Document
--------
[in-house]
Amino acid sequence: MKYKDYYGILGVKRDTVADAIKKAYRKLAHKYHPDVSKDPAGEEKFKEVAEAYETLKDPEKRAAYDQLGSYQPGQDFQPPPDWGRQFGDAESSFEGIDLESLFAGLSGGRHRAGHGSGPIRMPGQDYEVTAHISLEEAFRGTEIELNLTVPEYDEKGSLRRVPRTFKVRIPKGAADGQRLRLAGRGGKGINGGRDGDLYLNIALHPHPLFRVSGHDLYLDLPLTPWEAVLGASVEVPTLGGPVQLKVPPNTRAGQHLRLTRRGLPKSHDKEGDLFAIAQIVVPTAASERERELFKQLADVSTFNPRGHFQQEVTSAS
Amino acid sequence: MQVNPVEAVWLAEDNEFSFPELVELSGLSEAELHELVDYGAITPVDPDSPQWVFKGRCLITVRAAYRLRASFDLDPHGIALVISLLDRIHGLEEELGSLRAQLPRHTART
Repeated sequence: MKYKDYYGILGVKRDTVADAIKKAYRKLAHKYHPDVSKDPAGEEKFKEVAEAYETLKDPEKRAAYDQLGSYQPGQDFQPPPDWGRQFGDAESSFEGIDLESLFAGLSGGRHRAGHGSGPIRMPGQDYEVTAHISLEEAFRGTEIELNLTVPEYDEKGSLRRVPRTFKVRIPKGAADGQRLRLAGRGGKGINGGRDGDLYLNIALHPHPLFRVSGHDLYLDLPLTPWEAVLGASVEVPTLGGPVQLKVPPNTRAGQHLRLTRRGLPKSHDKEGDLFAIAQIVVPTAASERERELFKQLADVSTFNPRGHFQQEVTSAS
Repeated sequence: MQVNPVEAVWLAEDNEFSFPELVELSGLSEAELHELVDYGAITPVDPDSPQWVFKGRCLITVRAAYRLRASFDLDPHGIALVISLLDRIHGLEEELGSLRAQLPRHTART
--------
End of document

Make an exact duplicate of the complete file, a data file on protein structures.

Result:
[in-house]
Amino acid sequence: MKYKDYYGILGVKRDTVADAIKKAYRKLAHKYHPDVSKDPAGEEKFKEVAEAYETLKDPEKRAAYDQLGSYQPGQDFQPPPDWGRQFGDAESSFEGIDLESLFAGLSGGRHRAGHGSGPIRMPGQDYEVTAHISLEEAFRGTEIELNLTVPEYDEKGSLRRVPRTFKVRIPKGAADGQRLRLAGRGGKGINGGRDGDLYLNIALHPHPLFRVSGHDLYLDLPLTPWEAVLGASVEVPTLGGPVQLKVPPNTRAGQHLRLTRRGLPKSHDKEGDLFAIAQIVVPTAASERERELFKQLADVSTFNPRGHFQQEVTSAS
Amino acid sequence: MQVNPVEAVWLAEDNEFSFPELVELSGLSEAELHELVDYGAITPVDPDSPQWVFKGRCLITVRAAYRLRASFDLDPHGIALVISLLDRIHGLEEELGSLRAQLPRHTART
Repeated sequence: MKYKDYYGILGVKRDTVADAIKKAYRKLAHKYHPDVSKDPAGEEKFKEVAEAYETLKDPEKRAAYDQLGSYQPGQDFQPPPDWGRQFGDAESSFEGIDLESLFAGLSGGRHRAGHGSGPIRMPGQDYEVTAHISLEEAFRGTEIELNLTVPEYDEKGSLRRVPRTFKVRIPKGAADGQRLRLAGRGGKGINGGRDGDLYLNIALHPHPLFRVSGHDLYLDLPLTPWEAVLGASVEVPTLGGPVQLKVPPNTRAGQHLRLTRRGLPKSHDKEGDLFAIAQIVVPTAASERERELFKQLADVSTFNPRGHFQQEVTSAS
Repeated sequence: MQVNPVEAVWLAEDNEFSFPELVELSGLSEAELHELVDYGAITPVDPDSPQWVFKGRCLITVRAAYRLRASFDLDPHGIALVISLLDRIHGLEEELGSLRAQLPRHTART